Early Years of Thomas Eakins
This is the first of 3 lectures on Thomas Eakins, highly talented and unconventional for American tastes of the time. His art was complex with a wide range of subjects – portraits of friends and family, hunting scenes, sports figures, horses and theatre scenes. After traveling in Europe, especially Spain, he returned to Philadelphia, painting unconventional subjects of rowers, which were a financial disaster, and anatomical medical paintings, especially of "the Gross Clinic", a painting we will study in detail.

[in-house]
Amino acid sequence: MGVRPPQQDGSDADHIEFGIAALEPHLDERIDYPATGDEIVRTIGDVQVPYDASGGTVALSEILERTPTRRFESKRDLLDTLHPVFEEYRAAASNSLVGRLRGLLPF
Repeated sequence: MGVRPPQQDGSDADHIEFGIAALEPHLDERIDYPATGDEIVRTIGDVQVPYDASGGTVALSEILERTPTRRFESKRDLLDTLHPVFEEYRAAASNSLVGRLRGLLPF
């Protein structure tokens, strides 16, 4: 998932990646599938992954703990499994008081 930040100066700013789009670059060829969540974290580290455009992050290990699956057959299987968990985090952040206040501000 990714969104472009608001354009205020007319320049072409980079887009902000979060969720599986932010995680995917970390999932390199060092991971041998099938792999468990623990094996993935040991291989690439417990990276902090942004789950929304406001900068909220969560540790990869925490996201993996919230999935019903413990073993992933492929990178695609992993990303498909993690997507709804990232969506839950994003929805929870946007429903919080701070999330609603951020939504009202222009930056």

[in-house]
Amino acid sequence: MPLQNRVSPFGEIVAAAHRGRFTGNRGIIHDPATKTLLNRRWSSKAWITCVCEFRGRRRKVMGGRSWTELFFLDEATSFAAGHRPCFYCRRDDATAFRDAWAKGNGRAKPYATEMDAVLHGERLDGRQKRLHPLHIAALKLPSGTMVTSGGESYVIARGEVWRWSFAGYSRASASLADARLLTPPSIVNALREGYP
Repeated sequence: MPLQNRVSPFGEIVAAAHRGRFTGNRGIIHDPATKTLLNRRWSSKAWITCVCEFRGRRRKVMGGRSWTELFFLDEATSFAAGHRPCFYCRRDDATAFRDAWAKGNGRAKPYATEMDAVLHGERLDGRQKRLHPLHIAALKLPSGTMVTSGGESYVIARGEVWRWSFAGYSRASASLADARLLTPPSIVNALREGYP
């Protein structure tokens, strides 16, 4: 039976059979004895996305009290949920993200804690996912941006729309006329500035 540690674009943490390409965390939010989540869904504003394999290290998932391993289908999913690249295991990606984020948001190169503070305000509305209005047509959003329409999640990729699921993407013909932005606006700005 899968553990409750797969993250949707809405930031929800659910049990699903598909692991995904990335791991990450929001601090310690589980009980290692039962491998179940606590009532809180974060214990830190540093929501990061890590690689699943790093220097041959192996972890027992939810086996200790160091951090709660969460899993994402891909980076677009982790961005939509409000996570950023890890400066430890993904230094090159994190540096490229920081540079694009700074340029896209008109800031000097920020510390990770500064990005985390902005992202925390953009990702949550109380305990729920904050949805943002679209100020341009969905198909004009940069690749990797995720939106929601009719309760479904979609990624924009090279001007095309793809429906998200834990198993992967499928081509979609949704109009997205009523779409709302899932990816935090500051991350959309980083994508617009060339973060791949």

Middle Years of Thomas Eakins
After his early rejection by the American public, Eakins moved on to paint figures, nudes and portraits of Walt Whitman, for example, His skill and preparation became evident in his depictions of horses and nude figures found in "Swimming" of 1884. This use of male nudity resulted in scandal when he was dismissed as director of the Pennsylvania Academy of Fine Arts after allegations of sexual impropriety.